world of warcraft

Official Site: World of Warcraft
Studio: Blizzard Entertainment
Launch Date: November 23, 2014
Genre: Fantasy Themepark
Business Model: Subscription (Cash Shop)
Platform: PC

Jukebox Heroes: Your favorite MMO themes, #18-13

Last week we were off to a great start as we listened to the first batch of player-voted favorite MMO themes. As I said then, the results of the voting, in which I asked players to nominate up to 10 of their favorite main themes from online games, were both predictable and surprising. Nostalgia and familiarity obviously play a strong role in many of these votes, but no one was asking for objectivity here!

Today we're going to continue our countdown to the top spot by looking at numbers 18 through 13 of your favorite MMO themes. I think there's a good mix here, perhaps with tunes that I would have placed a little higher, but overall it's gratifying to see each one of these make the list.

Enough jibber-jabber, let's get to it!

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Massively OP Podcast Episode 109: We are all Dragonborn

Roll for initiative! Bree and Justin are getting all kinds of nerdy with this week's show, in which they talk about Dragon-people, the return of a long-abandoned sci-fi game, a momentous anniversary, and the viability of sandbox MMOs.

It’s the Massively OP Podcast, an action-packed hour of news, tales, opinions, and gamer emails! And remember, if you’d like to send in your own letter to the show, use the “Tips” button in the top-right corner of the site to do so.

Listen to the show right now:

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World of Warcraft is going to make you work hard for your pretty artifact skin

Are you chasing those bright and pretty artifact weapon skins in World of Warcraft? Even if you have assembled the whole set and can lord it over the neighborhood, your collection isn't quite complete.

In Patch 7.2, World of Warcraft is introducing a special "challenge appearance" for artifacts that should prove to be one of the most difficult skins to attain. The requirements are pretty steep, as you have to have maxed out your current artifact, be level 110, complete the Patch 7.2 artifact trait quest, build up the mage's tower at your order base, and then succeed at a solo challenge.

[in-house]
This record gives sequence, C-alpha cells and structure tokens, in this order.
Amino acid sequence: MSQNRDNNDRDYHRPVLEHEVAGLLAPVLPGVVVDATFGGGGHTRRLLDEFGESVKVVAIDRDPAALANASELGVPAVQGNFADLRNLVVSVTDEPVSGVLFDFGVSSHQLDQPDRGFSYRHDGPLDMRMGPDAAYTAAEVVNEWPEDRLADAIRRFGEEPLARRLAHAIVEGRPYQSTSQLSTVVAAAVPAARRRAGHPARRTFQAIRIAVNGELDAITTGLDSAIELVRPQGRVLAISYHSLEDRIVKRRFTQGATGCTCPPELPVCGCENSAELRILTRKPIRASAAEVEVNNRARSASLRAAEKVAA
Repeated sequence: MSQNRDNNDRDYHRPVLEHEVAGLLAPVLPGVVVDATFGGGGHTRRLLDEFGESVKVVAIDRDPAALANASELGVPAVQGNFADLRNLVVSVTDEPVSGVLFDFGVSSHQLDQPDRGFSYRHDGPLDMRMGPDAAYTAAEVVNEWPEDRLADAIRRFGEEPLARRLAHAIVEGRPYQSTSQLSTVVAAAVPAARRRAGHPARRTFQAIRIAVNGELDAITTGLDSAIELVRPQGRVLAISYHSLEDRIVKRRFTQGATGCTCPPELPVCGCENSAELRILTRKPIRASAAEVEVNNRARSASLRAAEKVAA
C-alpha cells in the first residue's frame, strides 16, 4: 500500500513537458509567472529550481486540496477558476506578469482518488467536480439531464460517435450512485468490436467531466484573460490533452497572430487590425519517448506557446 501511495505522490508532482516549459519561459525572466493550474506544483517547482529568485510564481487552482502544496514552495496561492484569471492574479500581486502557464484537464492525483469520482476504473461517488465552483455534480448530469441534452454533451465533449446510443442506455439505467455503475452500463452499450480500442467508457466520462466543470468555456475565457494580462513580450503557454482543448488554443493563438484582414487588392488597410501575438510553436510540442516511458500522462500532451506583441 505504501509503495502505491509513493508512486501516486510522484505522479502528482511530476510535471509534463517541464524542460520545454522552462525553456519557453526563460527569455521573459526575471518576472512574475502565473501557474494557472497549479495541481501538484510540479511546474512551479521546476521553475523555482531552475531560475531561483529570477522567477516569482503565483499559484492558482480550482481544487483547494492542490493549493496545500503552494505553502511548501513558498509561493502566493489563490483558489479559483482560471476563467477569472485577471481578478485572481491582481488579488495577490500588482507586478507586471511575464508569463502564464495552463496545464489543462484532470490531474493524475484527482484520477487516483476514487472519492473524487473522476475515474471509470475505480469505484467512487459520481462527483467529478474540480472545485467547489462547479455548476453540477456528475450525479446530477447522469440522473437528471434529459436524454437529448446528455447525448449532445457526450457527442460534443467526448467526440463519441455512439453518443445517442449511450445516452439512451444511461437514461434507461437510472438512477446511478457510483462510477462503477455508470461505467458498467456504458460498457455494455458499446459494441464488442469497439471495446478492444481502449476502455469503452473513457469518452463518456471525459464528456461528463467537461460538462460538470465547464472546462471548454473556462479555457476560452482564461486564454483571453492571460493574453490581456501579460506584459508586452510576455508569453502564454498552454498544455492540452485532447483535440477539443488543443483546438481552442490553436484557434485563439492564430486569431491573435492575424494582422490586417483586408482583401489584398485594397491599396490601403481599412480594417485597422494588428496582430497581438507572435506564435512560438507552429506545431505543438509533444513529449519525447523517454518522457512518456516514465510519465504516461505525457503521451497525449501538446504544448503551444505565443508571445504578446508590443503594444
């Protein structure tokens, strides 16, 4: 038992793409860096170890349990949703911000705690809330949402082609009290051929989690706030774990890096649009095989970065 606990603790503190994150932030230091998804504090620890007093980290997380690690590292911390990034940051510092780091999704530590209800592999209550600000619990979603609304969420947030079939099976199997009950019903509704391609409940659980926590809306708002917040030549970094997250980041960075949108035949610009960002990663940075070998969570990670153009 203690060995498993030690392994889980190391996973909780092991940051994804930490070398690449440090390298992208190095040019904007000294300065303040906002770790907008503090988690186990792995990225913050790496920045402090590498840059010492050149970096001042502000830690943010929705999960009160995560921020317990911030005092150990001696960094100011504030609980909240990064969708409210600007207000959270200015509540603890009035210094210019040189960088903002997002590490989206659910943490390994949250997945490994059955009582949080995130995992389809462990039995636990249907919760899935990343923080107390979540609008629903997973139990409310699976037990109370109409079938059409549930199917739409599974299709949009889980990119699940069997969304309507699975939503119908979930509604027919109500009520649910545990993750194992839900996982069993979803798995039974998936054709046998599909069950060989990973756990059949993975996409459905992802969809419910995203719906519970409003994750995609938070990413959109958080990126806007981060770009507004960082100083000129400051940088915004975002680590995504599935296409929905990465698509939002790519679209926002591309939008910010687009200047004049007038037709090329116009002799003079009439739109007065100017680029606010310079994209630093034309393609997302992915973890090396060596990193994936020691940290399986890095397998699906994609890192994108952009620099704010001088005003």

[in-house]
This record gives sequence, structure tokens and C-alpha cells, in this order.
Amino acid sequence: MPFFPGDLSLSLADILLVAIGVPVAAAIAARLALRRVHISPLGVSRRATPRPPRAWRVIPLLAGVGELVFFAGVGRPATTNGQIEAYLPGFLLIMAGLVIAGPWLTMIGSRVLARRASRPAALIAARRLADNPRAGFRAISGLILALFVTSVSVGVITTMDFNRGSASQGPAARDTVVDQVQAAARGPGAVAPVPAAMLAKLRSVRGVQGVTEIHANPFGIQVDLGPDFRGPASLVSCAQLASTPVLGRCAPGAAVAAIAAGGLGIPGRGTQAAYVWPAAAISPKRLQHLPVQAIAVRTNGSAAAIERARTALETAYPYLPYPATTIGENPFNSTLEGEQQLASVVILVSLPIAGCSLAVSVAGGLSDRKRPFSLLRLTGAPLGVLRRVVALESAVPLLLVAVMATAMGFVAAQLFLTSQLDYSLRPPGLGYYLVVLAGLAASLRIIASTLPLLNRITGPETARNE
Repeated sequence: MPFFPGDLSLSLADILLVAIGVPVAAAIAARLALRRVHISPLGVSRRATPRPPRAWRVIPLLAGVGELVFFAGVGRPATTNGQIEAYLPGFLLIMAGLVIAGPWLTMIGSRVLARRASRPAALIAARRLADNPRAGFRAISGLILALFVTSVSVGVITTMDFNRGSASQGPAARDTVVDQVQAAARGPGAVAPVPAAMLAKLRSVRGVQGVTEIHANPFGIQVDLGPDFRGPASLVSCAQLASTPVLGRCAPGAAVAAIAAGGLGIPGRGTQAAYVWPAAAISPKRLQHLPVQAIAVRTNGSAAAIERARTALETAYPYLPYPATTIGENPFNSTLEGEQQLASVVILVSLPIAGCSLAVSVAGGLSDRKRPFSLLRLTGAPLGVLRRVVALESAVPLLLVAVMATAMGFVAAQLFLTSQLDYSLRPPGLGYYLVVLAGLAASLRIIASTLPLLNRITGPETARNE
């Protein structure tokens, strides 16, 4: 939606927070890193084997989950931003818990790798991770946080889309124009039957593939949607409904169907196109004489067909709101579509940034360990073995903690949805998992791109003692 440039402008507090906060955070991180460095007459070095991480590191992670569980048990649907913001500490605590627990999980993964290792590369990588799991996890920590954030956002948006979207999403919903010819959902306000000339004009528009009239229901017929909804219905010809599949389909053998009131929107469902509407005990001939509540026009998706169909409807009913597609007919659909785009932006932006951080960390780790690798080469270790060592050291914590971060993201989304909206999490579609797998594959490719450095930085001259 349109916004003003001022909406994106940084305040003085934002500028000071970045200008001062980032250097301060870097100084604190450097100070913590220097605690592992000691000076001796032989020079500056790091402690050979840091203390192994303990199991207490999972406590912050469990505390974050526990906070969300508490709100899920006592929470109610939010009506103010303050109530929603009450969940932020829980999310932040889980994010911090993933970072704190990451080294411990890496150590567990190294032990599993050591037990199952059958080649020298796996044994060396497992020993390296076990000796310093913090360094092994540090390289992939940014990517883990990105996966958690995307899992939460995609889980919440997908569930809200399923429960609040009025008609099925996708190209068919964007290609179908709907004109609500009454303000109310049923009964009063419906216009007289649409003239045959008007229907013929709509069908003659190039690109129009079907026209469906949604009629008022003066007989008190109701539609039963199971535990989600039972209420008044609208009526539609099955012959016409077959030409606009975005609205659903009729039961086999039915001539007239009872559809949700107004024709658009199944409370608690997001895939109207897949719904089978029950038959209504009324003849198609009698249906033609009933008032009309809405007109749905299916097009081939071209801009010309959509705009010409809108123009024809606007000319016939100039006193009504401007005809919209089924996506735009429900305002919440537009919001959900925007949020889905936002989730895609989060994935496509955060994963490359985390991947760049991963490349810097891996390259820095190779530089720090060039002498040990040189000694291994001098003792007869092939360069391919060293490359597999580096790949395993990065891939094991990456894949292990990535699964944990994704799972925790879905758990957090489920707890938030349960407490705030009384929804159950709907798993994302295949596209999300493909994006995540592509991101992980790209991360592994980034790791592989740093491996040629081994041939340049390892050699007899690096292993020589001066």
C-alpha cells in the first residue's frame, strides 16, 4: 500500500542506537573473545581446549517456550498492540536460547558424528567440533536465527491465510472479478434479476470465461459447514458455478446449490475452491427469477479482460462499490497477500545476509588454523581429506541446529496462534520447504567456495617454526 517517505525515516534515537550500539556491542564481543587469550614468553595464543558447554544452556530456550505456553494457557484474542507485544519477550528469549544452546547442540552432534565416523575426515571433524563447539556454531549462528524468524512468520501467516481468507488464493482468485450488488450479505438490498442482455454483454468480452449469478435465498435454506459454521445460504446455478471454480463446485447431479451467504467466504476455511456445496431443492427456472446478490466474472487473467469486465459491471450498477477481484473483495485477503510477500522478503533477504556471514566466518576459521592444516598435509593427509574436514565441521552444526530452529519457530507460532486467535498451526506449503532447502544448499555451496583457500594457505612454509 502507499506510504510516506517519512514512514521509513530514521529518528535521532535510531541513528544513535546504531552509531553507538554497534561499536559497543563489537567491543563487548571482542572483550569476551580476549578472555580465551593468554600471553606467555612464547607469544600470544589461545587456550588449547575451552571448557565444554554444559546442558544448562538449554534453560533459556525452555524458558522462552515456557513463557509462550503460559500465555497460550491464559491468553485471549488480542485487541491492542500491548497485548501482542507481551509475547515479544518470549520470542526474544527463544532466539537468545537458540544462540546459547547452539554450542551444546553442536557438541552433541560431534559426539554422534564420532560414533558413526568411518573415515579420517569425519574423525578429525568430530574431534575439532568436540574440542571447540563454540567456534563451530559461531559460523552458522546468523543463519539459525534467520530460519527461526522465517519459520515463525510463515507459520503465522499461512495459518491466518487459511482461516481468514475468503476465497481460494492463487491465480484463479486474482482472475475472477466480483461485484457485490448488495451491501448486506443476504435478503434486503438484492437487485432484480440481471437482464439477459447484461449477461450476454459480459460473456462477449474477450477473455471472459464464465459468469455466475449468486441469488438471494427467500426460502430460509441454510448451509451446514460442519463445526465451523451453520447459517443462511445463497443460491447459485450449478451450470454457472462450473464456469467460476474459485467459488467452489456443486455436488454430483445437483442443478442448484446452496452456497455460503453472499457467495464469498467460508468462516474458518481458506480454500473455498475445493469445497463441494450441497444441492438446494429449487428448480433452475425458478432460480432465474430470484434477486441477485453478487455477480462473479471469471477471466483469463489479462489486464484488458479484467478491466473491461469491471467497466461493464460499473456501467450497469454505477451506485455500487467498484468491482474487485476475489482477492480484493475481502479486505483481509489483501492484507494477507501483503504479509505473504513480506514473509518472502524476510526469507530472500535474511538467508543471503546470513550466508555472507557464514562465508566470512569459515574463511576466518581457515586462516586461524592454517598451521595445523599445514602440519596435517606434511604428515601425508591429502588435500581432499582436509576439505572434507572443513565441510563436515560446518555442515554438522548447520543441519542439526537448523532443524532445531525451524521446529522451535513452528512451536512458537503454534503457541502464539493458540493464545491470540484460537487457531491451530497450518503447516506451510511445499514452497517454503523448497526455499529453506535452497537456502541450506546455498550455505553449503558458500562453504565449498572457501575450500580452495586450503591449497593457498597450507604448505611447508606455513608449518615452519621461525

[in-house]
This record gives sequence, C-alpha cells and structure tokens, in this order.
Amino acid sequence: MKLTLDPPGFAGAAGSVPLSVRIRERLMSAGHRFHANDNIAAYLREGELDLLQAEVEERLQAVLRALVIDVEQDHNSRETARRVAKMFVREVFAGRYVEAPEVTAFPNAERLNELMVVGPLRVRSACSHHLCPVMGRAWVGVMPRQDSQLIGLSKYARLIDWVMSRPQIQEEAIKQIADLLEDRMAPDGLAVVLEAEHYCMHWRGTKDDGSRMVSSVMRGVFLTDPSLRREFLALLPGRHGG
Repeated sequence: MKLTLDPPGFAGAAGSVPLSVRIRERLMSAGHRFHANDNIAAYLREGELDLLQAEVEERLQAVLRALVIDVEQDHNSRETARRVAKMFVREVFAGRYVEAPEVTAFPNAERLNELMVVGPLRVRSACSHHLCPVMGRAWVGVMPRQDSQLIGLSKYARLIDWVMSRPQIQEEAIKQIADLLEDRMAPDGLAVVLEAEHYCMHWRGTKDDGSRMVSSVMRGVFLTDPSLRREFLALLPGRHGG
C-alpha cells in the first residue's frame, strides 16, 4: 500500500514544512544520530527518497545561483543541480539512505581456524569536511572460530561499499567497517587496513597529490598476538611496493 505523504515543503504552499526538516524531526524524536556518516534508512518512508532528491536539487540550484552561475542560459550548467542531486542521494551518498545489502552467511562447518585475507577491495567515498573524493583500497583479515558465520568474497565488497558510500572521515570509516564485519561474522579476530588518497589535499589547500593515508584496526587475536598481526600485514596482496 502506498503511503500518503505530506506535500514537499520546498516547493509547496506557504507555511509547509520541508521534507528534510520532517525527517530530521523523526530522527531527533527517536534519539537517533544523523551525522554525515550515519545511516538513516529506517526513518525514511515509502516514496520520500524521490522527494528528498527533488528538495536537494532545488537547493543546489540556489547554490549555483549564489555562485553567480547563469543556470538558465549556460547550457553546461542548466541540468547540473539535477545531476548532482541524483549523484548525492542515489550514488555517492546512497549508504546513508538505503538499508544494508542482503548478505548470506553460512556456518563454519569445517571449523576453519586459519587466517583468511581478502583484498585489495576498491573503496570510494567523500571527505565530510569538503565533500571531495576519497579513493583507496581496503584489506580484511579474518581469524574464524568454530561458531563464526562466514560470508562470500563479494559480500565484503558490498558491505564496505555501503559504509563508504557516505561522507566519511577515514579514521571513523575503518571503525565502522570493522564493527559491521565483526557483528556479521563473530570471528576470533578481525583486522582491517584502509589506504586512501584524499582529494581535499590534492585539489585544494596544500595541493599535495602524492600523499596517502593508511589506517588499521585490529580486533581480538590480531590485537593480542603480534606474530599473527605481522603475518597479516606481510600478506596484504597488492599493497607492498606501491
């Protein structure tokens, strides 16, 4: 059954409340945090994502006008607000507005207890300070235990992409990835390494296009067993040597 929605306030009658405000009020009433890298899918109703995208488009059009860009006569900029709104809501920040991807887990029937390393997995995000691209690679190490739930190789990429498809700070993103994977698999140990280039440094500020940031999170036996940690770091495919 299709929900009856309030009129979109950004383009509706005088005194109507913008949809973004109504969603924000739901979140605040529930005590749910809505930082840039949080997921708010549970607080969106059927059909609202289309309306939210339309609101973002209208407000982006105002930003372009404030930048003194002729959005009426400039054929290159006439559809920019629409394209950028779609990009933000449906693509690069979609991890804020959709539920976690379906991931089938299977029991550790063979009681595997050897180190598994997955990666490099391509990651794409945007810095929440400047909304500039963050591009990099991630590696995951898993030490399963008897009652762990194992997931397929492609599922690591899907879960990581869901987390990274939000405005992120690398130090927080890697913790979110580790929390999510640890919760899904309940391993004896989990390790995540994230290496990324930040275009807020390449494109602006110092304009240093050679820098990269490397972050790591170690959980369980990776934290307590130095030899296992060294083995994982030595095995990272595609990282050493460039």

This challenge encounter comes in seven different varieties, based on your class build, and will probably kick your butt if you have anything less than the "best gear" and don't know how to play your class well. To complicate matters, while your first attempt at the challenge is free, subsequent tries will cost a chunk of nethershards. Good luck!

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The Soapbox: What the Mass Effect Andromeda kerfuffle ought to teach us about games criticism

Today is the official release of Mass Effect: Andromeda, which was preceded by the frankly baffling decision to allow people access to an early build of the game ahead of time. Or perhaps the final build without everything enabled? The point is that you could play a bit of it if you were willing to drop some money. That seems like a bad idea that we've been dealing with in online-game-land for a long time, but regardless, it gave people the opportunity to see some of this RPG ahead of time.

This, in turn, allowed the typical internet trolls to find any and all animation flubs and then happily declare that it was all the result of one woman working on the game and handling all of the animations. Which, you know, is a conclusion that would be helped significantly if the woman in question actually worked in that role on the game, which she did not.

Obviously, the game under discussion is not an MMO. But it is symptomatic of two all-too-common problems in gaming culture that are worth noting to people who do not have balls of spiders in place of a soul. So let's talk about those.